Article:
The Central Government and various state governments have urged the Supreme Court to urgently hear the issues relating to reservation in promotions as several appointments have been stalled due to the ambiguities in the norms for applying reservation in promotions.
On Tuesday, a total number of 133 petitions arising from various states were listed before a bench comprising Justices L Nageswara Rao, Sanjiv Khanna and BR Gavai.
The Attorney General for India KK Vengupal and senior advocates appearing for different states told the Court that several appointments in governments posts have been stalled due to unsettled issues relating to reservation in promotions.
The bench is hearing the case Jarnail Singh v Lacchmi Narain Gupta and connected matters. Certain issues in the matter were earlier referred to a 5-juge bench. In 2018, a 5-judge bench answered the reference holding the the 2006 judgment in M. Nagaraj v. Union of India case to be wrong to the extent it had stated that quantifiable data showing backwardness of SC/STs was necessary for giving them reservation in promotions. With this clarification, the 5-judge bench turned down the plea to refer Nagaraj decision to a 7-judge bench.
The 5-judges bench comprising the then CJI Dipak Misra, Justices Kurian Joseph, R F Nariman, S K Kaul and Indu Malhotra had also observed that creamy layer concept will apply to SC/STs as well.
Today, the bench led by Justice L. Nageswara Rao made it clear that they will not reopen the issues settled in Nagaraj and Jarnail Singh cases.
Senior Advocate Gopal Sankaranarayanan appearing for one of the petitioners submitted before the Court that the directions enumerated in the M. Nagaraj judgment had not been implemented by all State governments.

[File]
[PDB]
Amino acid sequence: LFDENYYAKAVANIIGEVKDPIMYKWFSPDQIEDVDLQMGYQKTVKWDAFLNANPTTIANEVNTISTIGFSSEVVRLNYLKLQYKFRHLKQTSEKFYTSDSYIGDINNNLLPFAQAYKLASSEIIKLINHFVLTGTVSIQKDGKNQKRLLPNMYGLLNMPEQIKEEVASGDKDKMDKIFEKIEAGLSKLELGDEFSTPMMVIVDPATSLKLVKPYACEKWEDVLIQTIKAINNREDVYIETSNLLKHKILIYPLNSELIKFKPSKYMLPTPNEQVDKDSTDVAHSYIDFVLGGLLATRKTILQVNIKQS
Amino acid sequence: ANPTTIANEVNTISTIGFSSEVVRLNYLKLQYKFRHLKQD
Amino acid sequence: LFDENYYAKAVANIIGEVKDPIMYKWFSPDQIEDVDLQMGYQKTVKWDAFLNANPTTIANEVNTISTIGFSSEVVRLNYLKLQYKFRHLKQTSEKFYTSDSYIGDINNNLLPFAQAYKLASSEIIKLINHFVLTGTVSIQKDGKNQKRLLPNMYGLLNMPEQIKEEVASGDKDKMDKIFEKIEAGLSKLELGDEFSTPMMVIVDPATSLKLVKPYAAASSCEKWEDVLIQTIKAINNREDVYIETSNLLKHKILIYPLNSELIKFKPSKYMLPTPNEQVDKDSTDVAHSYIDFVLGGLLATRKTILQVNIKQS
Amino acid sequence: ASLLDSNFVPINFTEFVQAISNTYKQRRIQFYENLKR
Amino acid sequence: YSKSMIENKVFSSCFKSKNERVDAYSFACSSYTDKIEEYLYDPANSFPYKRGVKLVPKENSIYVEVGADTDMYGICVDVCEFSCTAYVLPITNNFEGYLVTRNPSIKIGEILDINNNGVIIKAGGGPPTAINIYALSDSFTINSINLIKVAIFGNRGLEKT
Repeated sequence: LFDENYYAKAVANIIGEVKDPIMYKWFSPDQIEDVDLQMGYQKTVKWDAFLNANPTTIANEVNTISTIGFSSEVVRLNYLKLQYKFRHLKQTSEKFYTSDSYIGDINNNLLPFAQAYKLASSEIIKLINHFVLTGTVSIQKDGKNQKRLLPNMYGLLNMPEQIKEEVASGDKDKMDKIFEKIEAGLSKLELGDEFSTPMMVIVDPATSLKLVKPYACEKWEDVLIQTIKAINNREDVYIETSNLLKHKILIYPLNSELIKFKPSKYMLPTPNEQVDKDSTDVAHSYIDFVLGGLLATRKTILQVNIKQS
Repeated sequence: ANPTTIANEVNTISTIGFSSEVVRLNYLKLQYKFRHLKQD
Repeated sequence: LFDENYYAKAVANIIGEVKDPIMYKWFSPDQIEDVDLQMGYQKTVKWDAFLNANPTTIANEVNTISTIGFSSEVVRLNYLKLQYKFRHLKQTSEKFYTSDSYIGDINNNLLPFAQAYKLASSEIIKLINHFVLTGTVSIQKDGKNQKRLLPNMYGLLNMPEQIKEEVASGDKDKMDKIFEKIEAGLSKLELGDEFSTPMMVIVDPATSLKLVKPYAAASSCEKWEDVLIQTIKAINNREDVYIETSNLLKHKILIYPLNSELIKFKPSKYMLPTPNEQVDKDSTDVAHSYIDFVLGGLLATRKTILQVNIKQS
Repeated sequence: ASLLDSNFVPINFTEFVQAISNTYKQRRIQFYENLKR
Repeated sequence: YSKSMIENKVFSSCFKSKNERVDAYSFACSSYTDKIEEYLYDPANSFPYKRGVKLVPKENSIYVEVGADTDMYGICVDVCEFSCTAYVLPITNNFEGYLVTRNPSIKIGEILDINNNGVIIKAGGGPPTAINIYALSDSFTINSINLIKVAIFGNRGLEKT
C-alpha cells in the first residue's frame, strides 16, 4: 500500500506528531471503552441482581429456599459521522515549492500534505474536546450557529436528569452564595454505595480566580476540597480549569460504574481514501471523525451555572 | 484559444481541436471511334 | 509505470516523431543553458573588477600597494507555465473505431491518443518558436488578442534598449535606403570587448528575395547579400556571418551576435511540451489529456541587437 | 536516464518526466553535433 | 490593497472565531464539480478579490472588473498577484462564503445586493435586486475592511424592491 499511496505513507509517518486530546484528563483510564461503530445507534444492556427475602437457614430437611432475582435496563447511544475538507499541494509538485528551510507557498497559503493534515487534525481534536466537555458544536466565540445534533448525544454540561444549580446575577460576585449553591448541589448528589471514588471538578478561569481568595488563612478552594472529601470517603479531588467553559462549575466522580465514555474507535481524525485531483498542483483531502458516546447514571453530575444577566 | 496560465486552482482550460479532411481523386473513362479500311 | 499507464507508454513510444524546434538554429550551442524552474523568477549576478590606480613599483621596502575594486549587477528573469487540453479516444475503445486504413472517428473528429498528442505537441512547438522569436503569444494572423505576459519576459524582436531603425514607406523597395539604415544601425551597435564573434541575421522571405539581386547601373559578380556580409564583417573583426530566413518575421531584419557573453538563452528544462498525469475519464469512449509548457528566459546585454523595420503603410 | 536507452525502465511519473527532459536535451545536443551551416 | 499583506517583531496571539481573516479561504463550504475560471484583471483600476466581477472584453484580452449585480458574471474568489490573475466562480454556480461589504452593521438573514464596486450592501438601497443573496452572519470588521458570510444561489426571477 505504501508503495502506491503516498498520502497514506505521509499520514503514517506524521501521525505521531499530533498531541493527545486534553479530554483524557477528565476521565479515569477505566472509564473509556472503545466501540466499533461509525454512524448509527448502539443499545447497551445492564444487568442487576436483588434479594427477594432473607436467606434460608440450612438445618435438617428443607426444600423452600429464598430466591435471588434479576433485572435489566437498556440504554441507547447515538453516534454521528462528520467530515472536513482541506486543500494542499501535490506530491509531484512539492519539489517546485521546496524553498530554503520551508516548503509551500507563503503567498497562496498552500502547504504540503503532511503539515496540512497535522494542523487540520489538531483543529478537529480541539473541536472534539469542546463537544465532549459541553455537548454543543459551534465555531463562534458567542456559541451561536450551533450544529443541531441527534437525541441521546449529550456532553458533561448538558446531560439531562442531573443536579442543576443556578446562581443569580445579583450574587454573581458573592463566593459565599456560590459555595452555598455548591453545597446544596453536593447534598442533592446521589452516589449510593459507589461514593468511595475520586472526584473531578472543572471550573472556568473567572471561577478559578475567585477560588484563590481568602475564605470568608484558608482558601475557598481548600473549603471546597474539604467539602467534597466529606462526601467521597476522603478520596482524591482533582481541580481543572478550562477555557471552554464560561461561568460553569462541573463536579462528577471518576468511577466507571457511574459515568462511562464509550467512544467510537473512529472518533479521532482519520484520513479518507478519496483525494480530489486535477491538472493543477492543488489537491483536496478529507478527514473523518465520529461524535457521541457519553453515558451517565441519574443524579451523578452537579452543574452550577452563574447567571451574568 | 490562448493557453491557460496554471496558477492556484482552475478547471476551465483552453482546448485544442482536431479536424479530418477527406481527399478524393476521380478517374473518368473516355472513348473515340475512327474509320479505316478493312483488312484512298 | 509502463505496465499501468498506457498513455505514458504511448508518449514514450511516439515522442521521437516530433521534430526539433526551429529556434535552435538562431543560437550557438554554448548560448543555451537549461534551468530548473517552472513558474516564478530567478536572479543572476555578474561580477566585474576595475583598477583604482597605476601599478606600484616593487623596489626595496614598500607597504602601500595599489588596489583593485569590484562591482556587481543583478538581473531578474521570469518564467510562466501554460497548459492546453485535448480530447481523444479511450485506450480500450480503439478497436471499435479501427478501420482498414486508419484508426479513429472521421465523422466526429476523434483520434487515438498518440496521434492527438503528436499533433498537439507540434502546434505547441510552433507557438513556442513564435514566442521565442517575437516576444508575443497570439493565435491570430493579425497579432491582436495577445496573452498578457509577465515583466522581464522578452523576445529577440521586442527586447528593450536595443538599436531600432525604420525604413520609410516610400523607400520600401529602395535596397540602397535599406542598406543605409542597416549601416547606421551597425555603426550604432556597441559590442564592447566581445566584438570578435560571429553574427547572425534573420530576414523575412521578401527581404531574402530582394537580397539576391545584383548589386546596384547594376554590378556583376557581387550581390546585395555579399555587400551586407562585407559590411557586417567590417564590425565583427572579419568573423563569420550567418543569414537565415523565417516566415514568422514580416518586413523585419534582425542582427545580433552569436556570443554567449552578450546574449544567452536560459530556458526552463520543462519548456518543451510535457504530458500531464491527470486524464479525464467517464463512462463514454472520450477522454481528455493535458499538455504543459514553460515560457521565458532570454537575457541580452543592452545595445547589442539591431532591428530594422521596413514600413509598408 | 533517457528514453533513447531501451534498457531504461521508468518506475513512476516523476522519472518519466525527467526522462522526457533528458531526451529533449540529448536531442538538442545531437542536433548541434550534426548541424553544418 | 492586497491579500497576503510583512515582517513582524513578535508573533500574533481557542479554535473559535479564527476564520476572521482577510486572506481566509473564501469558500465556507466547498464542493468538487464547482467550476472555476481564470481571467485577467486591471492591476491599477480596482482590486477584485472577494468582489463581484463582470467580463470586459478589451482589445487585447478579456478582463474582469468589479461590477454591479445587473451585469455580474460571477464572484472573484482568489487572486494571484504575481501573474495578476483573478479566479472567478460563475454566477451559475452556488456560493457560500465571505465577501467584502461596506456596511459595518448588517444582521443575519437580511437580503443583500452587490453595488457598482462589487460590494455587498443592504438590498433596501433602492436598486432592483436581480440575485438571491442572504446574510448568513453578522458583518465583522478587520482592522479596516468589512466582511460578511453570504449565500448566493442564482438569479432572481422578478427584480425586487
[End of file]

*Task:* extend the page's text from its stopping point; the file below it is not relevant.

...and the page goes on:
Senior Advocate Indira Jaising advanced before the Bench that there exists several 'ambiguities' in the Nagaraj ruling especially because no guidelines had been framed by the Centre pursuant to the judgment.
"How does one come to the conclusion that States are functioning efficiently? How does any State establish that representation is adequate? There has to be some kind of a benchmark to show adequacy", senior counsel Jaising contended.
Jaising further apprised the Bench that various High Courts are interfering with the guidelines framed by State governments on reservations in promotions and that many such guidelines have also been struck down. She also contended that there was no uniformity in the rulings of the Supreme Court and the High Courts on this issue. She said that the State of Maharashtra had de-reserved reserved posts and had accordingly filled the posts with people from unreserved categories.
"Under Article 16(4) of the Constitution, what is adequacy when it comes to reservations in promotions? States are doing whatever they think fit. Some High Courts are upholding..some High Courts are striking it down", senior counsel Jaising further argued.
Senior Advocate Rajeev Dhavan submitted that the State of Maharashtra has set up a committee to decide on adequacy of representation. "Why was it not done earlier?", he asked.
Attorney General K K Venugopal submitted that the ruling in Nagaraj requires interpretation as the judgment had left a lot of ambiguities when it comes to reservations in promotions. The AG added that recently, the Centre was constrained to make nearly 1400 promotions on an ad-hoc basis based on seniority without taking into consideration the principle of reservations, to ensure that the functioning of the departments are not affected. He said that contempt petitions have been filed against the Secretary of the Ministry of Home Affairs over these ad-hoc promotions, although they were made on the basis of a written opinion given by the Attorney General.